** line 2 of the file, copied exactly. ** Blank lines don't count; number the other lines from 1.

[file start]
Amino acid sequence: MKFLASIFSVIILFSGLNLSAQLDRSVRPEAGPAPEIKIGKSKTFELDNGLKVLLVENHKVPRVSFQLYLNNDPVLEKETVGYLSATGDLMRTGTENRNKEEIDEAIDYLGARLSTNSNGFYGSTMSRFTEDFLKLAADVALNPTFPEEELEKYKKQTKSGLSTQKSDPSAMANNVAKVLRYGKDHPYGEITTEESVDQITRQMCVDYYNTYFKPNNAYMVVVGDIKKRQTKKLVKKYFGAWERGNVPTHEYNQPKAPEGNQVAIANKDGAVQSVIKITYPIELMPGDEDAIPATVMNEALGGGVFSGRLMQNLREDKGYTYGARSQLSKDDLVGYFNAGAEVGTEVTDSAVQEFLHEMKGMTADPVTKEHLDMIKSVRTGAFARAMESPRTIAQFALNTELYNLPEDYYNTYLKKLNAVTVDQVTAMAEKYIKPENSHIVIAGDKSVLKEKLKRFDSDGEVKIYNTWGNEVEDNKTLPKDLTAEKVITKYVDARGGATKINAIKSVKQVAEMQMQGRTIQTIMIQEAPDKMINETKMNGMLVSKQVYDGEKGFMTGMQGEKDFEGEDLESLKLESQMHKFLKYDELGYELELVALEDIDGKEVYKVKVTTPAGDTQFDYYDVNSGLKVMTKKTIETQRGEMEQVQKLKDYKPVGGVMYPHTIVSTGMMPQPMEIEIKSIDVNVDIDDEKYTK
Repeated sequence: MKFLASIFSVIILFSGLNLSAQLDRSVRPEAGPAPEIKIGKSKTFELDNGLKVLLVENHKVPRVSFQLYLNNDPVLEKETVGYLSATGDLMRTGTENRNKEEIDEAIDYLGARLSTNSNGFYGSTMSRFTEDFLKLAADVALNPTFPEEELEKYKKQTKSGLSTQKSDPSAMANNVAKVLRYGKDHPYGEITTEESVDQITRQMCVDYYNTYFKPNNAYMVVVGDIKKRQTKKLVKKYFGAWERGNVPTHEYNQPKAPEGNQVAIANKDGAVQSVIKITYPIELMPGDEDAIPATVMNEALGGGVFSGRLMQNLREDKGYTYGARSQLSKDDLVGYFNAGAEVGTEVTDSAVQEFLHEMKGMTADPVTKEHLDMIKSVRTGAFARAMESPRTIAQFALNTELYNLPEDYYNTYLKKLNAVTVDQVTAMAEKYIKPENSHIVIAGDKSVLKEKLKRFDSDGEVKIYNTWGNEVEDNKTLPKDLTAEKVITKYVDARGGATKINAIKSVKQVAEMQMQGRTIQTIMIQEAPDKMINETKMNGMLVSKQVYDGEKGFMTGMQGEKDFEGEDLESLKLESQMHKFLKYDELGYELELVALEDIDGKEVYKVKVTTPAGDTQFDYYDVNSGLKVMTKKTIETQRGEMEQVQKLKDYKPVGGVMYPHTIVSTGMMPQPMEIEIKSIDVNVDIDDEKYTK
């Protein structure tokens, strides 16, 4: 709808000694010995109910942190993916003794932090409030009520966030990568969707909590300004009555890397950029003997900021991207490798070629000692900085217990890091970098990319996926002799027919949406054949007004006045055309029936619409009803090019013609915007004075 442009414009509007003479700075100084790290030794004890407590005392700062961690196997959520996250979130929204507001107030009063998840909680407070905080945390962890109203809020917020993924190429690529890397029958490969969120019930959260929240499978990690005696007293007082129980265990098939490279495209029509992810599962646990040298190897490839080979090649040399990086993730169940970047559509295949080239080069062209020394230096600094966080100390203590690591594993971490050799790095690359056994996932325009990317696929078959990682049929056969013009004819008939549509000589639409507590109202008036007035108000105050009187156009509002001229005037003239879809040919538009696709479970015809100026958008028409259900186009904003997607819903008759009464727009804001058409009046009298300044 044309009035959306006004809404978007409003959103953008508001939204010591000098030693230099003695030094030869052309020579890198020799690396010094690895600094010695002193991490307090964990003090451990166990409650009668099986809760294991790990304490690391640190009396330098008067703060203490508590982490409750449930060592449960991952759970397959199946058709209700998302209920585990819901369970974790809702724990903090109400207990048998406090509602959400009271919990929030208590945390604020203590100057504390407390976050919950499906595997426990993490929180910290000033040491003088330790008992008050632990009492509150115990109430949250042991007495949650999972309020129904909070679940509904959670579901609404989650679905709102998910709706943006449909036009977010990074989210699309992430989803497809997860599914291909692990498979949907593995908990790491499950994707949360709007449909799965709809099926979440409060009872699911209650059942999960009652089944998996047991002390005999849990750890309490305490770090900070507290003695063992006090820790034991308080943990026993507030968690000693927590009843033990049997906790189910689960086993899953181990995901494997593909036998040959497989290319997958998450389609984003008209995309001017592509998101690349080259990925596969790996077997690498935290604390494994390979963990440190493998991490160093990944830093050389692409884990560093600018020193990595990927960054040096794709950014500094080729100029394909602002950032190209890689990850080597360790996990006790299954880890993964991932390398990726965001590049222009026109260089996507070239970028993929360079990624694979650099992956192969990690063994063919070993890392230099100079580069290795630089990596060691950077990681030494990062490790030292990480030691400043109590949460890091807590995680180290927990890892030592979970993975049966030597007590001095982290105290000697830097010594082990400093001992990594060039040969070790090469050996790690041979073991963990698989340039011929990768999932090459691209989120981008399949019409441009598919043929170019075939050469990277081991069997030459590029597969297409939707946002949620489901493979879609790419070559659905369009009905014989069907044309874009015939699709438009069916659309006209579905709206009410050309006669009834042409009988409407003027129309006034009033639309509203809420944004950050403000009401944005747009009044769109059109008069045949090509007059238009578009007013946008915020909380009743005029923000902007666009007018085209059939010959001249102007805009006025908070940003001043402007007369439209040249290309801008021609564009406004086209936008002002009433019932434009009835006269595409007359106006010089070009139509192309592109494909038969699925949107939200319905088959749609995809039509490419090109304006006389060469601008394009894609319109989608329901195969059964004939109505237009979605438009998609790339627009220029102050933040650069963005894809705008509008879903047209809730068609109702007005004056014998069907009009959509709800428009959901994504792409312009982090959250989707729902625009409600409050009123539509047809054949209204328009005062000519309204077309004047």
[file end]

Repeated sequence: MKFLASIFSVIILFSGLNLSAQLDRSVRPEAGPAPEIKIGKSKTFELDNGLKVLLVENHKVPRVSFQLYLNNDPVLEKETVGYLSATGDLMRTGTENRNKEEIDEAIDYLGARLSTNSNGFYGSTMSRFTEDFLKLAADVALNPTFPEEELEKYKKQTKSGLSTQKSDPSAMANNVAKVLRYGKDHPYGEITTEESVDQITRQMCVDYYNTYFKPNNAYMVVVGDIKKRQTKKLVKKYFGAWERGNVPTHEYNQPKAPEGNQVAIANKDGAVQSVIKITYPIELMPGDEDAIPATVMNEALGGGVFSGRLMQNLREDKGYTYGARSQLSKDDLVGYFNAGAEVGTEVTDSAVQEFLHEMKGMTADPVTKEHLDMIKSVRTGAFARAMESPRTIAQFALNTELYNLPEDYYNTYLKKLNAVTVDQVTAMAEKYIKPENSHIVIAGDKSVLKEKLKRFDSDGEVKIYNTWGNEVEDNKTLPKDLTAEKVITKYVDARGGATKINAIKSVKQVAEMQMQGRTIQTIMIQEAPDKMINETKMNGMLVSKQVYDGEKGFMTGMQGEKDFEGEDLESLKLESQMHKFLKYDELGYELELVALEDIDGKEVYKVKVTTPAGDTQFDYYDVNSGLKVMTKKTIETQRGEMEQVQKLKDYKPVGGVMYPHTIVSTGMMPQPMEIEIKSIDVNVDIDDEKYTK